Rent-to-own real estate sounds like a great deal. The promise that if you make your monthly rental payments, someday you can become a home owner is attractive to many tenants. However, the realities of renting to own are less idyllic. Renting to own a house with a lease purchase option is usually more expensive than renting and, in some cases, you might not ever end up owning the house.
Risk of Loss
Just because you make your monthly rent payments doesn't mean that you will end up buying the house. Your lease may have conditions that invalidate your right to purchase, such as cancelling your option if you make your rent payments late. You might also end up moving before you're ready to buy the house, or you just might decide not to buy it. In any of these cases, the extra money that you paid for the lease option will be wasted.
No Tax Deductions
When you own a house, you get to write off your mortgage interest, your property taxes and sometimes your private mortgage insurance. If you're a tenant, though, you don't get any of those tax write-offs, although some states may offer you a renter's credit on your state taxes. In fact, while you're leasing to own the property, your landlord is enjoying the tax deductions on the home.
Exposure to Owner
When you rent-to-own a home, your interest in the home is dependent on the seller. In many cases, the seller uses your rent to pay his mortgage. If they, instead, pocket your rent and don't pay the mortgage, the house could end up being foreclosed on. Since the bank's interest in the property predates yours, you can lose your right to buy the property, lose your right to occupy the property and you will probably lose any extra money that you paid towards the house's value.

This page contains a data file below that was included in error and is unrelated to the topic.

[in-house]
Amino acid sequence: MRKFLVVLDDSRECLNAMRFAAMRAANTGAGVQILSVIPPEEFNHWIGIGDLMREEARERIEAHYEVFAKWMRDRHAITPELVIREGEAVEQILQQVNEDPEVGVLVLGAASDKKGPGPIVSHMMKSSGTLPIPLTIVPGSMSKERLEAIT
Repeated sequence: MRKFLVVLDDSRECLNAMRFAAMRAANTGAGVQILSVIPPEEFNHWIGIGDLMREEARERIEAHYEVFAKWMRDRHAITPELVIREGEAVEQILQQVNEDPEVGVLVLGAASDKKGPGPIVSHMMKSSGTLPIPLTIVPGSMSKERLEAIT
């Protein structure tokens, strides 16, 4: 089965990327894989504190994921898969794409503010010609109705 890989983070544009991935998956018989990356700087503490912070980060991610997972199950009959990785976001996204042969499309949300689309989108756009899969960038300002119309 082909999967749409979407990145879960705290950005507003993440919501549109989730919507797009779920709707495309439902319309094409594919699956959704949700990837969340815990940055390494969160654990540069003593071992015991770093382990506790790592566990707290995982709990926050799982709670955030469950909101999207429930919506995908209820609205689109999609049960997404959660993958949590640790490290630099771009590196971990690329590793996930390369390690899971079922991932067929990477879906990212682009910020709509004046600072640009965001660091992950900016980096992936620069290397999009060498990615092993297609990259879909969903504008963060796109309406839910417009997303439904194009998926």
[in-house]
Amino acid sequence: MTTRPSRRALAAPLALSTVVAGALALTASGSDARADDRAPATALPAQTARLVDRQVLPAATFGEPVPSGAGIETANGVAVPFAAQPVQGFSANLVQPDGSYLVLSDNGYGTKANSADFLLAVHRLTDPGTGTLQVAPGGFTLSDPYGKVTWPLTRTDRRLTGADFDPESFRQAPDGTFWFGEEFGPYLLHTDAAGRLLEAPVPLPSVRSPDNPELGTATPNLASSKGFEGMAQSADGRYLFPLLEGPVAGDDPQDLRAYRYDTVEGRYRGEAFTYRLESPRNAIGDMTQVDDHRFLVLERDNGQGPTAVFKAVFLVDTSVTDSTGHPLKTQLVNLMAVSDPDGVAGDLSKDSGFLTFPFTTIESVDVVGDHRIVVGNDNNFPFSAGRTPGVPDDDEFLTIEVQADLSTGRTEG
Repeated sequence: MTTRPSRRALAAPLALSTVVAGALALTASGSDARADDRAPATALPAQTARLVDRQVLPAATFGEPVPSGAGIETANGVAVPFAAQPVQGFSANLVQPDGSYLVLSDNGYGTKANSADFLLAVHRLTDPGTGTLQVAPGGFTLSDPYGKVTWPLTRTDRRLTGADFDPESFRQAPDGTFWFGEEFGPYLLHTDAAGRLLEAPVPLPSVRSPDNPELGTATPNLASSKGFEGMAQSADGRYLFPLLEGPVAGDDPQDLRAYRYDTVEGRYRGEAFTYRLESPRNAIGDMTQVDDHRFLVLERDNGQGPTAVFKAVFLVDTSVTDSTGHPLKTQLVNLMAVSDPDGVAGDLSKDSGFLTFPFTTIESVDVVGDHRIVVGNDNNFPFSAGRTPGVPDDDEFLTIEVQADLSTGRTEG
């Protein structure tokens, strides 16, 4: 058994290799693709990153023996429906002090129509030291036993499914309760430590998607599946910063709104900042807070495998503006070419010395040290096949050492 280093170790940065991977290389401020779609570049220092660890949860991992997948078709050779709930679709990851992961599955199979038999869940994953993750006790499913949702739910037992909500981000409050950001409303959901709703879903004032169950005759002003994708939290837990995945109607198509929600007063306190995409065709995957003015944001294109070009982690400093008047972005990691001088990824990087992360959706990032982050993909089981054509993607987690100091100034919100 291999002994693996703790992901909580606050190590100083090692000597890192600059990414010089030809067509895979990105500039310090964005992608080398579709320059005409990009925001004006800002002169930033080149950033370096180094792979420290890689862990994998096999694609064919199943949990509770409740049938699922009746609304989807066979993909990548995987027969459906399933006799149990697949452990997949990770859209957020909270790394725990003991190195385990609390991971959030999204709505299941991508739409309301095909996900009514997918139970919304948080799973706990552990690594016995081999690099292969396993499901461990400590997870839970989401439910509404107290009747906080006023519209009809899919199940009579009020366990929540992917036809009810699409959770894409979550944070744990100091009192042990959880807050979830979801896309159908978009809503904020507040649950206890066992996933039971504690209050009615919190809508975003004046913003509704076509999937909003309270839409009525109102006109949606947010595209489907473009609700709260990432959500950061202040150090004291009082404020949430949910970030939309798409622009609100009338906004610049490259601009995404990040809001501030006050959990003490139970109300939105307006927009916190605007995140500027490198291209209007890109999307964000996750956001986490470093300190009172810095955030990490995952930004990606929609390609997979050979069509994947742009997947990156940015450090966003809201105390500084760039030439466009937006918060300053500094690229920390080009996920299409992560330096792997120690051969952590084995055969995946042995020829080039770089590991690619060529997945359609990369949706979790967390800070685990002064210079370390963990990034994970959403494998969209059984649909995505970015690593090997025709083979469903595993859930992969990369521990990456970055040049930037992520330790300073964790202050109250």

Getting a Mortgage
Most rent-to-own arrangements eventually end with you getting a mortgage from a lender to buy the property. However, many borrowers choose to lease to own because they cannot qualify for a mortgage. If your credit improves while you are leasing to own, this won't be a problem. If it doesn't, though, you won't be able to get a loan, you won't be able to buy the house, and you'll lose the extra money that you paid.
Steve Lander has been a writer since 1996, with experience in the fields of financial services, real estate and technology. His work has appeared in trade publications such as the "Minnesota Real Estate Journal" and "Minnesota Multi-Housing Association Advocate." Lander holds a Bachelor of Arts in political science from Columbia University.